The unique nature of international friendships
I have super friends.
All my closest friends in Vancouver I made in grad school, which means that we bonded over language. We’ve all lived abroad, learned other languages, and continue to travel. The friends I made in Chinese class in my undergrad are the same; all have lived abroad. One of the great things about these friends is that travel is a given. It’s second nature. There’s never a “why” involved in the conversation. We know why.
The same goes for the friends I made while living in China; most of them have been back since or have travelled and lived in other places. Connecting over language learning is a unique experience; learning how to speak and express yourself is a vulnerable and exciting place to be, and you share a special connection with the people you do that with.
My social circle extends far beyond Vancouver. It’s glorious. But then suddenly all my local friends decide to take off at the same time: India, Korea, Mexico, Peru, the U.S. beckon.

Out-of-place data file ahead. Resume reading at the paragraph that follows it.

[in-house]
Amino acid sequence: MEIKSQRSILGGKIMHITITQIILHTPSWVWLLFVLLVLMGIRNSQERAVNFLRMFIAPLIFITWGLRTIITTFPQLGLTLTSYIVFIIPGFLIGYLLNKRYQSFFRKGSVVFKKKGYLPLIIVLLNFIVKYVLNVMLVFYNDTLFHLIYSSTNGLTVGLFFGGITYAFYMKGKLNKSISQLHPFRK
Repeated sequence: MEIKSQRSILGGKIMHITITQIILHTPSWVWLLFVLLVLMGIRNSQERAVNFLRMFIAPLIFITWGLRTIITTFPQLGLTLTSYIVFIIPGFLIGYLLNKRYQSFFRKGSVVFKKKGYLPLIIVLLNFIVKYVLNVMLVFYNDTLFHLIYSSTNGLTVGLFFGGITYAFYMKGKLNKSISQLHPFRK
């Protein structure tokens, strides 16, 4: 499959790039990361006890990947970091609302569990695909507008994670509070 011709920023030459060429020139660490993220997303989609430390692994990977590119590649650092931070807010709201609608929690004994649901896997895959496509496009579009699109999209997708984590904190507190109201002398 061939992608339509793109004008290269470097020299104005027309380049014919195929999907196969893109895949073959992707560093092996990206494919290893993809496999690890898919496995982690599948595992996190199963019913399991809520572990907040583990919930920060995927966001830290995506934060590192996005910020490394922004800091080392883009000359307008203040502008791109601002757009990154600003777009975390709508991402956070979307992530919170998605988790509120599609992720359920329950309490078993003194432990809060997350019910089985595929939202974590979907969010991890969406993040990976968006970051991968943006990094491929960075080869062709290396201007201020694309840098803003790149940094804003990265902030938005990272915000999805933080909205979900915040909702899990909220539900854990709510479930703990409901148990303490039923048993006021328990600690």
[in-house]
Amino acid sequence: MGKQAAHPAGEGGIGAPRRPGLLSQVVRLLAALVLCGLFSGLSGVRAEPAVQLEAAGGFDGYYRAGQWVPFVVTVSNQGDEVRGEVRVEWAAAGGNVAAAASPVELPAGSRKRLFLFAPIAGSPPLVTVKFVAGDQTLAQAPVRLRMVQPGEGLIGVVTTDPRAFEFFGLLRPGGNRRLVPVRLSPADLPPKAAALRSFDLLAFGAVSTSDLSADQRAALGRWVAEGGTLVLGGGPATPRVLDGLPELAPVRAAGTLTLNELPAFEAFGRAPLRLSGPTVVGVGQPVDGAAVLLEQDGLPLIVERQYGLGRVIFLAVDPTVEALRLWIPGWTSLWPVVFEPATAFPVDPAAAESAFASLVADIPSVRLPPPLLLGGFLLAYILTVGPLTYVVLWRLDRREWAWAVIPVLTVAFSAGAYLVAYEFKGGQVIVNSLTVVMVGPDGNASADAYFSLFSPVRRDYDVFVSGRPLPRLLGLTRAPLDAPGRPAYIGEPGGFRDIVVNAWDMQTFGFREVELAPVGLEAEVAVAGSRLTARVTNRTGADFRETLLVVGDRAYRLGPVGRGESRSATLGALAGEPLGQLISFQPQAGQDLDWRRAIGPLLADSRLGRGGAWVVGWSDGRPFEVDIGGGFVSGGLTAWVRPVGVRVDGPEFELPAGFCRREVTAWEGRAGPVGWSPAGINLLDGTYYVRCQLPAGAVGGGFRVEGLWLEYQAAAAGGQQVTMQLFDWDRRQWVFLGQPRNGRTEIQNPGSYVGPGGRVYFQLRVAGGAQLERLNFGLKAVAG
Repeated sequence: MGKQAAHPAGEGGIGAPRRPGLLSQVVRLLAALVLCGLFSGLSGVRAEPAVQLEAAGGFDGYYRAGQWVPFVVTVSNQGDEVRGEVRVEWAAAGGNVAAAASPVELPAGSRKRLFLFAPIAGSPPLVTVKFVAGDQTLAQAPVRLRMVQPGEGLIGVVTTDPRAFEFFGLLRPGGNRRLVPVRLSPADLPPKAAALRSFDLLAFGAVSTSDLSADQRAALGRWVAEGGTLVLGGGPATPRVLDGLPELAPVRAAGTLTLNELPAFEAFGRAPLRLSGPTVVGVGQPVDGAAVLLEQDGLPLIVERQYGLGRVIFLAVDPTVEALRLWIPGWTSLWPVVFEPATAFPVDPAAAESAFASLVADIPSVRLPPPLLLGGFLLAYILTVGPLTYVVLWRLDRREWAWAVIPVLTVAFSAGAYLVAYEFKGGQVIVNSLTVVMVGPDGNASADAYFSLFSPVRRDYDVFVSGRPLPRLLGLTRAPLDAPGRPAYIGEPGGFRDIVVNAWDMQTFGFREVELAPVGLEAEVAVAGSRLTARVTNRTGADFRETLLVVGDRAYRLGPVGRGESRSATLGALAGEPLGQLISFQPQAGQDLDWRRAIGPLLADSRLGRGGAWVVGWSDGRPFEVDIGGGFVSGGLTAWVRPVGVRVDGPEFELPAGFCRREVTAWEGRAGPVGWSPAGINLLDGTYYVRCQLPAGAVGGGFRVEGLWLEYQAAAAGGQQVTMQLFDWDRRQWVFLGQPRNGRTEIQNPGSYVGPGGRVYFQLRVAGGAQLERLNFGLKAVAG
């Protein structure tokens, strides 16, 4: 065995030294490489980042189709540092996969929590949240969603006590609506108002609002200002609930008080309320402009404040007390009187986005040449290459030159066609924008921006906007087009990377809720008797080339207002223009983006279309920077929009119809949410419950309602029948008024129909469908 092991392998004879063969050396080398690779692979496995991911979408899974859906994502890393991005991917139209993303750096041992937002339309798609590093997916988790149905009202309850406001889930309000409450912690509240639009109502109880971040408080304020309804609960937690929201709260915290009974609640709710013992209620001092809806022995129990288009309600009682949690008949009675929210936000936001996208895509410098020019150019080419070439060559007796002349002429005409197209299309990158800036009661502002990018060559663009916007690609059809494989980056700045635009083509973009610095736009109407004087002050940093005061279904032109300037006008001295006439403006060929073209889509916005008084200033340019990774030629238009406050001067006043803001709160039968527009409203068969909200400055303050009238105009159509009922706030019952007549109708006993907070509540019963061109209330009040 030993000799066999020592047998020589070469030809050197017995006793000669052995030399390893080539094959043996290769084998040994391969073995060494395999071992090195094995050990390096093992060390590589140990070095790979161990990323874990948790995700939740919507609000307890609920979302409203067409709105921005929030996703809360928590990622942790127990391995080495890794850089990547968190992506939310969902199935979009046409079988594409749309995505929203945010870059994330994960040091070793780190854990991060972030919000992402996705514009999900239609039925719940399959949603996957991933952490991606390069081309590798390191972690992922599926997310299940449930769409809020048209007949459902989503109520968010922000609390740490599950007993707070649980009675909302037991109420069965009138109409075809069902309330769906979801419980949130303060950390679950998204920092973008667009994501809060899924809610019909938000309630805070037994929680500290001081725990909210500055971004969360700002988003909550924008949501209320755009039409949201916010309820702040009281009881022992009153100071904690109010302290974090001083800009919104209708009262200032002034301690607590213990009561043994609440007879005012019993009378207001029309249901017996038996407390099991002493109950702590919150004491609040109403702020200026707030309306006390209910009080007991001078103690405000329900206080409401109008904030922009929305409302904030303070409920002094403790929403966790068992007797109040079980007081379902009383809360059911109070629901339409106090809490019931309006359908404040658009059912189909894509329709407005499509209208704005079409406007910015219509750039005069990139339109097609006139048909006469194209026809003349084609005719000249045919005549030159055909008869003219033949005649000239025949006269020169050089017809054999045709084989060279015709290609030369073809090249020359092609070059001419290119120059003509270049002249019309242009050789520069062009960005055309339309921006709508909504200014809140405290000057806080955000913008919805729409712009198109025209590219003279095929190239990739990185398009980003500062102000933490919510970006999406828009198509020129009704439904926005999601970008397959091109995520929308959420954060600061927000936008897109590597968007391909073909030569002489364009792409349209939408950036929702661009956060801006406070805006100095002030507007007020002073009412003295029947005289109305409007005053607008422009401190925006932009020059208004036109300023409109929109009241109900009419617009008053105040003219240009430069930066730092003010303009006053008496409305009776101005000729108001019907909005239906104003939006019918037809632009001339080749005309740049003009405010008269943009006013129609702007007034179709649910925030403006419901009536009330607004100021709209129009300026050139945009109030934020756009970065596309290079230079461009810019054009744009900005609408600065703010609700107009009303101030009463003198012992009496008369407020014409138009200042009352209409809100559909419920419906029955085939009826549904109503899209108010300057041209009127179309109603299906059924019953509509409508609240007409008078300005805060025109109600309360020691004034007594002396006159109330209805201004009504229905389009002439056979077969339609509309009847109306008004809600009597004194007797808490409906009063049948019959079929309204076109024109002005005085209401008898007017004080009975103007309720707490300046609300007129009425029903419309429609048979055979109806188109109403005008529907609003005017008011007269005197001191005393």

An international social circle can hurt sometimes. It doesn’t allow for impromptu meetups or dinner parties or drinks out. It doesn’t accommodate daily chats or evening walks or bump intos on the street. You never know who you’ll get to celebrate birthdays and holidays with. Sometimes it feels like you’re looking at your friends through a strobe light: you see them at various points in their lives but you’ve missed out on how they got there.
But an international social circle is one of the most rewarding forms of personal connection. It’s based on a shared understanding of elastic borders and malleable identities. It thrives in spaces beyond the physical. It’s timeless.
I miss my friends. But I’ll leave and they’ll come back. That’s a given too.